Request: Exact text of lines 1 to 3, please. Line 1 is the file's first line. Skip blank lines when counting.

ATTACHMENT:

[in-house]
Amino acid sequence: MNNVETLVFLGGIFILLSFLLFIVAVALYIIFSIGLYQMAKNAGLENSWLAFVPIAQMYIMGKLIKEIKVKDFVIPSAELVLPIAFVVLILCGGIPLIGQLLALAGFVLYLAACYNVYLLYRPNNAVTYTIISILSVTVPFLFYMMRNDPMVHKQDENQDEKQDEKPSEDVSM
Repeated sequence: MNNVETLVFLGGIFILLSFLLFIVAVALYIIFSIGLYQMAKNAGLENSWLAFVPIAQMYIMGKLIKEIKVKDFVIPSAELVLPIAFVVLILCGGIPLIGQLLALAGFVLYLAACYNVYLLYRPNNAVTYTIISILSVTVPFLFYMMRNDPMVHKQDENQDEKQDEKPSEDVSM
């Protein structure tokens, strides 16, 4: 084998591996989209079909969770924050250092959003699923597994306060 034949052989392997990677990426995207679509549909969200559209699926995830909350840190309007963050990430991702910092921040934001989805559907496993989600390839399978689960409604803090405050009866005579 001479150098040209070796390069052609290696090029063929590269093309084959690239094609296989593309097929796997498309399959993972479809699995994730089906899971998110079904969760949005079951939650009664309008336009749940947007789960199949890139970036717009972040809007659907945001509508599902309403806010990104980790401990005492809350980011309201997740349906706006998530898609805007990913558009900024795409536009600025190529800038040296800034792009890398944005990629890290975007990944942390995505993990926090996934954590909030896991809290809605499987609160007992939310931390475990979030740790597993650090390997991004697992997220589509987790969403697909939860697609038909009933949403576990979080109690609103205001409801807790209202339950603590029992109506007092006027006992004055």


[in-house]
Amino acid sequence: MNNVETLVFLGGIFILLSFLLFIVAVALYIIFSIGLYQMAKNAGLENSWLAFVPIAQMYIMGKLIKEIKVKDFVIPSAELVLPIAFVVLILCGGIPLIGQLLALAGFVLYLAACYNVYLLYRPNNAVTYTIISILSVTVPFLFYMMRNDPMVHKQDENQDEKQDEKPSEDVSM
Repeated sequence: MNNVETLVFLGGIFILLSFLLFIVAVALYIIFSIGLYQMAKNAGLENSWLAFVPIAQMYIMGKLIKEIKVKDFVIPSAELVLPIAFVVLILCGGIPLIGQLLALAGFVLYLAACYNVYLLYRPNNAVTYTIISILSVTVPFLFYMMRNDPMVHKQDENQDEKQDEKPSEDVSM